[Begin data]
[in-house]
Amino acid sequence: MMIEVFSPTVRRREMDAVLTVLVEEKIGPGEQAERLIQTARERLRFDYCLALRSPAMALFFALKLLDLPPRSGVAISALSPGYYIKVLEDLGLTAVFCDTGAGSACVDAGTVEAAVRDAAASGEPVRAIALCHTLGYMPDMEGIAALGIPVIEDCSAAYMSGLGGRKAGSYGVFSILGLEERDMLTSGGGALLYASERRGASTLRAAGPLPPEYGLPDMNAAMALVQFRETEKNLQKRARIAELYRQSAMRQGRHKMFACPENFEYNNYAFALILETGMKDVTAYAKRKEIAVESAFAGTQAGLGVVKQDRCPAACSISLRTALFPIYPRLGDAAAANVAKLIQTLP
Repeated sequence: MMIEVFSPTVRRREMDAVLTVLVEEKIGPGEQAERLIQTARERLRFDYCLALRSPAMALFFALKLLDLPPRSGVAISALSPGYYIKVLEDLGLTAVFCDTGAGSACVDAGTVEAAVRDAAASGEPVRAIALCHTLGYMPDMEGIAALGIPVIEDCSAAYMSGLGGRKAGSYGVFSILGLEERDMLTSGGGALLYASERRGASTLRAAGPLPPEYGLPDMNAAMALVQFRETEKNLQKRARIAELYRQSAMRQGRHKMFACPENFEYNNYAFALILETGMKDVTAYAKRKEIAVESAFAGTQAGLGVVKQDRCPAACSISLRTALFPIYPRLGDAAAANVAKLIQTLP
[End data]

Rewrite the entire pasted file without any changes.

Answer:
[in-house]
Amino acid sequence: MMIEVFSPTVRRREMDAVLTVLVEEKIGPGEQAERLIQTARERLRFDYCLALRSPAMALFFALKLLDLPPRSGVAISALSPGYYIKVLEDLGLTAVFCDTGAGSACVDAGTVEAAVRDAAASGEPVRAIALCHTLGYMPDMEGIAALGIPVIEDCSAAYMSGLGGRKAGSYGVFSILGLEERDMLTSGGGALLYASERRGASTLRAAGPLPPEYGLPDMNAAMALVQFRETEKNLQKRARIAELYRQSAMRQGRHKMFACPENFEYNNYAFALILETGMKDVTAYAKRKEIAVESAFAGTQAGLGVVKQDRCPAACSISLRTALFPIYPRLGDAAAANVAKLIQTLP
Repeated sequence: MMIEVFSPTVRRREMDAVLTVLVEEKIGPGEQAERLIQTARERLRFDYCLALRSPAMALFFALKLLDLPPRSGVAISALSPGYYIKVLEDLGLTAVFCDTGAGSACVDAGTVEAAVRDAAASGEPVRAIALCHTLGYMPDMEGIAALGIPVIEDCSAAYMSGLGGRKAGSYGVFSILGLEERDMLTSGGGALLYASERRGASTLRAAGPLPPEYGLPDMNAAMALVQFRETEKNLQKRARIAELYRQSAMRQGRHKMFACPENFEYNNYAFALILETGMKDVTAYAKRKEIAVESAFAGTQAGLGVVKQDRCPAACSISLRTALFPIYPRLGDAAAANVAKLIQTLP